Saskatchewan, Quebec, New Brunswick, Prince Edward Island, the Northwest Territories, Yukon and Nunavut all use a similar model.

But in several Canadian provinces, medical training is considered necessary for death investigation work. Alberta, Manitoba, Nova Scotia and Newfoundland and Labrador have medical examiner systems; medical examiners must be physicians and are required to have training in pathology. Ontario has a coroner system, but all coroners must be doctors, including the chief coroner.

In the early 2000s, Ontario went through a reckoning of failures in death investigations. Shoddy work by pathologist Charles Smith had resulted in several wrongful convictions of parents and caregivers accused of killing or abusing children. Following an inquiry led by Justice Stephen Goudge, the Ontario government compensated people wrongfully convicted or charged in 19 cases that featured botched work by Smith.

Ontario created the separate Ontario Forensic Pathology Service to fulfil one of the recommendations of Goudge’s final report. That agency provides forensic pathology services — including autopsies — to the Ontario coroners service.

In B.C., it’s not a fear of wrongful convictions that haunts forensic pathologists. Instead, it’s a concern about what’s being missed.

“If we consider 100 cases, it’s only a handful of those 100 cases that would have other causes identified at autopsy,” Orde said.

“Those findings are of course of huge importance to family and friends, and indeed to all of us — especially if that death is a missed homicide.”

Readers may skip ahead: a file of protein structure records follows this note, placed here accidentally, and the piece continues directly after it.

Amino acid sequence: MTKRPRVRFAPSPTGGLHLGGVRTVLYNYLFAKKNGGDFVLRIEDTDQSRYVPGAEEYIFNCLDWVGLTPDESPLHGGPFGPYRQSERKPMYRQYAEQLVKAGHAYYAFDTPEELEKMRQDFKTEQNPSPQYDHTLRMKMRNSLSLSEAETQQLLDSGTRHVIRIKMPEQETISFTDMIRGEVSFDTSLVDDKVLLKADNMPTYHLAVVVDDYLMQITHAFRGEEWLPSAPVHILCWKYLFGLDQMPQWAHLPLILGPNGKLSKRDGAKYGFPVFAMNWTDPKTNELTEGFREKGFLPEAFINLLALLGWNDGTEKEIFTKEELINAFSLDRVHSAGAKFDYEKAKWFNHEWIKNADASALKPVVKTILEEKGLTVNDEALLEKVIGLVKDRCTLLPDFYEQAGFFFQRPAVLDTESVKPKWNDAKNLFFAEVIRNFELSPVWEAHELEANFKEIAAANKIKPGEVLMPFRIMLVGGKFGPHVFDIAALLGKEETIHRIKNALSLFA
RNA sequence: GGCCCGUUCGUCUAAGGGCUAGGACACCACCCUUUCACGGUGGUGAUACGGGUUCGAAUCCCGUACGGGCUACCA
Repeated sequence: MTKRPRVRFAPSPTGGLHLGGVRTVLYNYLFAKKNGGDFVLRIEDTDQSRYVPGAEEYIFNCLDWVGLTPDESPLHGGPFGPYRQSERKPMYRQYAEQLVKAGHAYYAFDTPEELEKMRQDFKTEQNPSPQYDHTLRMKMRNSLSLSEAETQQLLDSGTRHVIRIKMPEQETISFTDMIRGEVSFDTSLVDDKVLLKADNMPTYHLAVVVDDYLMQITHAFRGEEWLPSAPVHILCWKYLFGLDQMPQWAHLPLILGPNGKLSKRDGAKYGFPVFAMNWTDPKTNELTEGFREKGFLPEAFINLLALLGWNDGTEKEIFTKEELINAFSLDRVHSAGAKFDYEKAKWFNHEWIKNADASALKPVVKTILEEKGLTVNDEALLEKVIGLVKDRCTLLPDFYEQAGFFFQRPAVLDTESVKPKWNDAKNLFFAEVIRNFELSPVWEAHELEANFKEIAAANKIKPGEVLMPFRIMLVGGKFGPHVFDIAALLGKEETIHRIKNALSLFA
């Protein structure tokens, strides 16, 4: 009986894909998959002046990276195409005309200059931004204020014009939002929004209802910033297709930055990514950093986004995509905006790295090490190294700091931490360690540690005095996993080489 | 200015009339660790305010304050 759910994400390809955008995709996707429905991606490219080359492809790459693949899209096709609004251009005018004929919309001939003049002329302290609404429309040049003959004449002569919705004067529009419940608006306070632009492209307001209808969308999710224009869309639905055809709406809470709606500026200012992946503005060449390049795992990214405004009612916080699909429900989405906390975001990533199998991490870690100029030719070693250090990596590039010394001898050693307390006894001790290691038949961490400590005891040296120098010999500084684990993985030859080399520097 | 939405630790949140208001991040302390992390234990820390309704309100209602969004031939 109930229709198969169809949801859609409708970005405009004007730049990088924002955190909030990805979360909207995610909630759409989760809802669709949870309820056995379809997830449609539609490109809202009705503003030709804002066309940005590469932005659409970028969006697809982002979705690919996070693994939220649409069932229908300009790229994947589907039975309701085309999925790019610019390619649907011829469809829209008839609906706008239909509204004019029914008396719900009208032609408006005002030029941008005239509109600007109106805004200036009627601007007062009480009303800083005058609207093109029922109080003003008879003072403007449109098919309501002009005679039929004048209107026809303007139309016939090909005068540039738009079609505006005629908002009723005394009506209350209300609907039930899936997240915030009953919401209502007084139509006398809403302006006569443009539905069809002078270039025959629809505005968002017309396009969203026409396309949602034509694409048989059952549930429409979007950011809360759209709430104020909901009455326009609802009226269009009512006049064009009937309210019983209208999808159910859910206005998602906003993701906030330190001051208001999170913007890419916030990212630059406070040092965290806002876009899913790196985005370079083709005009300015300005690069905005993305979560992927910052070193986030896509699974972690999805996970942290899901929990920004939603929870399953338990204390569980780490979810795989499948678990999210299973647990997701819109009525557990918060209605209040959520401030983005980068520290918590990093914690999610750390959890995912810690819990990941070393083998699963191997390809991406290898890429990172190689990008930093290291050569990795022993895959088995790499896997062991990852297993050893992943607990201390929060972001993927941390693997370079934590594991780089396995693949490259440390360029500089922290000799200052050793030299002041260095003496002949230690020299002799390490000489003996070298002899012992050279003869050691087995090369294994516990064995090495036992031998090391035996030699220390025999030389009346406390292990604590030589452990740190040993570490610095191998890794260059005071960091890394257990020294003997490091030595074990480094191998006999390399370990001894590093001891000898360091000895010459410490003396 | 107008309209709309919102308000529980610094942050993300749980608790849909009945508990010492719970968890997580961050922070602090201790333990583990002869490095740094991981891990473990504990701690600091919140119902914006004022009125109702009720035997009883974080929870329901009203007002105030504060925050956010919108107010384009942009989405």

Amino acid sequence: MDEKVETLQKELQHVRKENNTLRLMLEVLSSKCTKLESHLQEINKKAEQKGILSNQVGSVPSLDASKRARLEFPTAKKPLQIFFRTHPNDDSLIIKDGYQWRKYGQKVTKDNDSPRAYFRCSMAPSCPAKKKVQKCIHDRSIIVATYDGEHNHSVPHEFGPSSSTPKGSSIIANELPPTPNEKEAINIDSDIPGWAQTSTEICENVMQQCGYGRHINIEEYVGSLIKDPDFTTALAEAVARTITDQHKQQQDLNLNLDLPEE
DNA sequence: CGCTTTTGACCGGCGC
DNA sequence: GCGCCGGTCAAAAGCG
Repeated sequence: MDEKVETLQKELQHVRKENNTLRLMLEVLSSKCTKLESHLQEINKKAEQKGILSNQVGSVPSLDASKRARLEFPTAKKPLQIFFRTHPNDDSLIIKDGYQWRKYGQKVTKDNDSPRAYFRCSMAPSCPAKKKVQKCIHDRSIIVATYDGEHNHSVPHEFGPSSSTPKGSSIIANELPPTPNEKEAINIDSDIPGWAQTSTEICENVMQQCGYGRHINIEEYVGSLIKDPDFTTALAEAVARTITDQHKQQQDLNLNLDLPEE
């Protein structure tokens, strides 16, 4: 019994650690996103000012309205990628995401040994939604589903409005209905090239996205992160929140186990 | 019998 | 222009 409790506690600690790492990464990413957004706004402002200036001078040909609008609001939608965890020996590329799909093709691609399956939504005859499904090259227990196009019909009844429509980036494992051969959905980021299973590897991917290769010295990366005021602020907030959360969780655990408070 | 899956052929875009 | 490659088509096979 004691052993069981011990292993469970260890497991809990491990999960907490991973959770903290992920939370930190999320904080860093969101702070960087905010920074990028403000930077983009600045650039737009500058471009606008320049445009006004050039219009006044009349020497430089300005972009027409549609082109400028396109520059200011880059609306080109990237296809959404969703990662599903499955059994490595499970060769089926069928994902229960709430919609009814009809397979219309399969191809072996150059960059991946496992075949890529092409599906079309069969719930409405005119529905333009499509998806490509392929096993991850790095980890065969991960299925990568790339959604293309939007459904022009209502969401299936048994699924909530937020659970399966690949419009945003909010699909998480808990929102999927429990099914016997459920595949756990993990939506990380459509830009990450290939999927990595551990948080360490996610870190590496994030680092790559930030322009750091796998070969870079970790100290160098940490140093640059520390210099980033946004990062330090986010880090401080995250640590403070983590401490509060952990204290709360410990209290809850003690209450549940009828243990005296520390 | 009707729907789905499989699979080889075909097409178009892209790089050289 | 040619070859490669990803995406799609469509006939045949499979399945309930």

Overdose or murder?

Angela Gordon was left with so many questions about her husband’s death that she decided to try to find answers herself. She went to the SRO and spoke to the woman who lived in the room where Clayton had been discovered.

Two people with medium skin tone pose with their heads together at an outdoor gathering. He wears beads and glasses; she has long, dark, braided hair.
Angela Gordon and her husband, Clayton, at a powwow. Photo submitted.

It was a frustrating conversation: Gordon said the resident told her Clayton had fallen asleep in her room and had been there all night. But that story differed from what Gordon said police told her: they said the woman came home to find Clayton dead in the room in the early hours of the morning. Gordon said police never recovered Clayton’s missing belongings, and she continues to find the circumstances of his death troubling.

“They never went back to find her and ask her any [more] questions,” Gordon said.

It’s common in the Downtown Eastside for people to question whether their loved one might have been intentionally given a lethal amount of drugs, a practice known as a hot shot.

While there’s abundant suspicion about whether some overdoses are really accidental, it’s almost impossible to prove that someone was given a hot shot, retired police detective Lorimer Shenher told The Tyee.